Dr. Wright joined the Department of Anthropology at Appalachian State in 2014, after receiving her PhD from the University of Michigan. She teaches courses on North American, Mesoamerican, and Southeastern archaeology, archaeological theory, and archaeological approaches to landscapes and human-environment interactions, and as well as an archaeological field school affiliated with the PEARL Project. Her research has been supported by the National Science Foundation, the American Philosophical Society, the University of Michigan, and now, Appalachian State's College of Arts and Sciences.
Dr. Cuong Mai
Dr. Mai joined the Department of Philosophy and Religion at Appalachian State in 2015. His teaching and research focus on the religions of Asia, particularly the history of Chinese and Vietnamese Buddhism. The summer grant will be used to support travel to Hanoi, Vietnam, in order to explore archival sources housed in the Han-Nom Institute, an important research collection of rare manuscripts written in classical Chinese and the indigenous Nom script. Dr. Mai's project looks at the intersection of women's religious practices, spirit mediumship, folk opera, and popular Buddhism in the worship of the Buddhist deity, Quan Am (Guanyin, Avalokiteshvara), also known as the "Goddess of Mercy". The project will shed light on how gender, embodiment, and ritual produce experiences of sacred presence and power, particularly for women devotees. At App State Dr. Mai offers courses on Buddhism, Chinese religions, religion and death in comparative perspective, and courses on religion and ritual, and religion, sexuality, and gender.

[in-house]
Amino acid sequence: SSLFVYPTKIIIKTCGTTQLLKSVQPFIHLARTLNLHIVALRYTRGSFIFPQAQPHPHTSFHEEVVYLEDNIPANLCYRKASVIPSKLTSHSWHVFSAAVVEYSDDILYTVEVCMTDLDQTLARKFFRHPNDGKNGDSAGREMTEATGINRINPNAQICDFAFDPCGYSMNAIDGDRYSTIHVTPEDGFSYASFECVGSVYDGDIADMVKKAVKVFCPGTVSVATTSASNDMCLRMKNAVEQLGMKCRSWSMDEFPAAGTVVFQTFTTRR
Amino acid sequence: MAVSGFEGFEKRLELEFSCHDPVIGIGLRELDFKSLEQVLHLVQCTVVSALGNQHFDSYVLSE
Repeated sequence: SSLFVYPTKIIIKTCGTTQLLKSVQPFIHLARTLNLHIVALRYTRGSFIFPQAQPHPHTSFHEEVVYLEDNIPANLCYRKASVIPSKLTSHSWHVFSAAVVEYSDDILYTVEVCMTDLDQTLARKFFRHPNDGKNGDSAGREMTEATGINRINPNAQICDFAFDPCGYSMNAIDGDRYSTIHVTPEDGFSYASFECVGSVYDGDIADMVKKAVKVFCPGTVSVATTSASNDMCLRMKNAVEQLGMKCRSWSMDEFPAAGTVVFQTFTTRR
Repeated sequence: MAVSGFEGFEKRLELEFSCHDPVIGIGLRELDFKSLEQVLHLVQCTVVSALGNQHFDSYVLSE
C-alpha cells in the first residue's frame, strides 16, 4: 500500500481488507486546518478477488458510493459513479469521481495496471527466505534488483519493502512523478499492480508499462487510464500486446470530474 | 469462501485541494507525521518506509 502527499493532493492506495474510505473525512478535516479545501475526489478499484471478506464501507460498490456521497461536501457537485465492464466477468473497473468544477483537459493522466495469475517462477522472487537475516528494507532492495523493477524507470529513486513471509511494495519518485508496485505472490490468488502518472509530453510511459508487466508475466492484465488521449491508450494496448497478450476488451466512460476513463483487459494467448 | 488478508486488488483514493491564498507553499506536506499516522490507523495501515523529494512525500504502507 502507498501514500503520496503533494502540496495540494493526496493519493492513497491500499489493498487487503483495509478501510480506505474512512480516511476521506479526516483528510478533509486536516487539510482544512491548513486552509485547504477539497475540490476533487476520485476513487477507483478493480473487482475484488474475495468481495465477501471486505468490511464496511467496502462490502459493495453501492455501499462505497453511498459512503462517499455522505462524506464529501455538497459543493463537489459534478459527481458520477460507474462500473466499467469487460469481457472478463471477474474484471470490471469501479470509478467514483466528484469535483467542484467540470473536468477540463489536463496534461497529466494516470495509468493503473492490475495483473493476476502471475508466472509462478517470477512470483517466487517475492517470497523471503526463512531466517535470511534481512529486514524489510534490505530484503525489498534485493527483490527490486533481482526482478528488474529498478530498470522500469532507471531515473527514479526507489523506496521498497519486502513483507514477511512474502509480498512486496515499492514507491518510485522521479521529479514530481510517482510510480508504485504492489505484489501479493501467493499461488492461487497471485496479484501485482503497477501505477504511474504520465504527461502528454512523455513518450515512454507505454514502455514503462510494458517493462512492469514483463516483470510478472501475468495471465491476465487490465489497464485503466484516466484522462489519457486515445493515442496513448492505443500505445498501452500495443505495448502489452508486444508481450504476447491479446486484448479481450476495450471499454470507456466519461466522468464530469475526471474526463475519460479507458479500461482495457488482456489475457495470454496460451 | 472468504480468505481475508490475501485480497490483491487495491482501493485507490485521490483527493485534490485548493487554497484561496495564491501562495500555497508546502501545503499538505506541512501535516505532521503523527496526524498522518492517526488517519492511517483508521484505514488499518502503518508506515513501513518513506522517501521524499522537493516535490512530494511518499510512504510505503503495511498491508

Dr. Andrew Smith
Dr. Smith is a social psychologist whose research investigates people's judgments and decisions. Recently, Dr. Smith has investigated factors that influence people's willingness to take risks in a variety of domains including financial (e.g., investing in the stock market), social (e.g., asking someone out on a date), and health risks (e.g., smoking). For example, in an ongoing project, Dr. Smith is investigating the effect of peer observers on college students' propensity to take risks. Dr. Smith has published in a number of academic journals and his research has been funded by the National Science Foundation. Dr. Smith joined the Department of Psychology in 2011 after receiving his Ph.D. from the University of Iowa. He generally teaches Social Psychology and Research Methods in Psychology, in addition to periodic classes in Social Cognition and Judgment and Decision Making.
Dr. Gabriele Casale
Dr. Casale joined the Department of Geology in 2011, and began his tenure track position shortly after completing his Ph.D. at the University of Washington in 2012. His research interests are in the complex interplay between contemporaneous shortening and extension in mountain belts from a field structural geology perspective. His research is centered upon the formation of domal structures in the deeply exhumed continental crust in the Blue Ridge. He is currently constructing 2D kinematic interpretations across the Valley and Ridge. The goal of this effort is to quantify the timing, amount, and distribution of shortening in the foreland in order to compare with deformation recorded in the deeply exhumed crystalline crust.